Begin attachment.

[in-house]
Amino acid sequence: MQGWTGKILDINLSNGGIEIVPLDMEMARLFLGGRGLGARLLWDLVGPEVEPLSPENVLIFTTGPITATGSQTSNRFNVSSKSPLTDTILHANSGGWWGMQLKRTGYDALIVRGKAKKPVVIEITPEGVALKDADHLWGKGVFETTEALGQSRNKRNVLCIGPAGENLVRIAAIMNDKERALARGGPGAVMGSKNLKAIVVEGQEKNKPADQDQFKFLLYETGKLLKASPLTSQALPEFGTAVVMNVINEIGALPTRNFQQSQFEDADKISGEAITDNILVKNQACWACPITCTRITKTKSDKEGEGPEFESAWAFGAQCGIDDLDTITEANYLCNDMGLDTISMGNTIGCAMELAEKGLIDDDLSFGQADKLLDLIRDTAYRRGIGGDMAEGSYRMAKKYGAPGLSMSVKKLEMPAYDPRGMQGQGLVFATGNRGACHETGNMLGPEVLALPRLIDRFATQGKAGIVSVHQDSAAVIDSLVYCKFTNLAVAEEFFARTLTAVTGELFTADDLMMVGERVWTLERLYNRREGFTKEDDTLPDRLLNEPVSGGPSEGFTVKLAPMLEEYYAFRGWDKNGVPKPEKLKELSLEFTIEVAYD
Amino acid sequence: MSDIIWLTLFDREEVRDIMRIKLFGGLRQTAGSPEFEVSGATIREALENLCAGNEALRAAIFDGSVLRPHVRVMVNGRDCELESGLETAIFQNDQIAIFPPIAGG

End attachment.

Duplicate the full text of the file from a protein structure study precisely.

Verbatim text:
[in-house]
Amino acid sequence: MQGWTGKILDINLSNGGIEIVPLDMEMARLFLGGRGLGARLLWDLVGPEVEPLSPENVLIFTTGPITATGSQTSNRFNVSSKSPLTDTILHANSGGWWGMQLKRTGYDALIVRGKAKKPVVIEITPEGVALKDADHLWGKGVFETTEALGQSRNKRNVLCIGPAGENLVRIAAIMNDKERALARGGPGAVMGSKNLKAIVVEGQEKNKPADQDQFKFLLYETGKLLKASPLTSQALPEFGTAVVMNVINEIGALPTRNFQQSQFEDADKISGEAITDNILVKNQACWACPITCTRITKTKSDKEGEGPEFESAWAFGAQCGIDDLDTITEANYLCNDMGLDTISMGNTIGCAMELAEKGLIDDDLSFGQADKLLDLIRDTAYRRGIGGDMAEGSYRMAKKYGAPGLSMSVKKLEMPAYDPRGMQGQGLVFATGNRGACHETGNMLGPEVLALPRLIDRFATQGKAGIVSVHQDSAAVIDSLVYCKFTNLAVAEEFFARTLTAVTGELFTADDLMMVGERVWTLERLYNRREGFTKEDDTLPDRLLNEPVSGGPSEGFTVKLAPMLEEYYAFRGWDKNGVPKPEKLKELSLEFTIEVAYD
Amino acid sequence: MSDIIWLTLFDREEVRDIMRIKLFGGLRQTAGSPEFEVSGATIREALENLCAGNEALRAAIFDGSVLRPHVRVMVNGRDCELESGLETAIFQNDQIAIFPPIAGG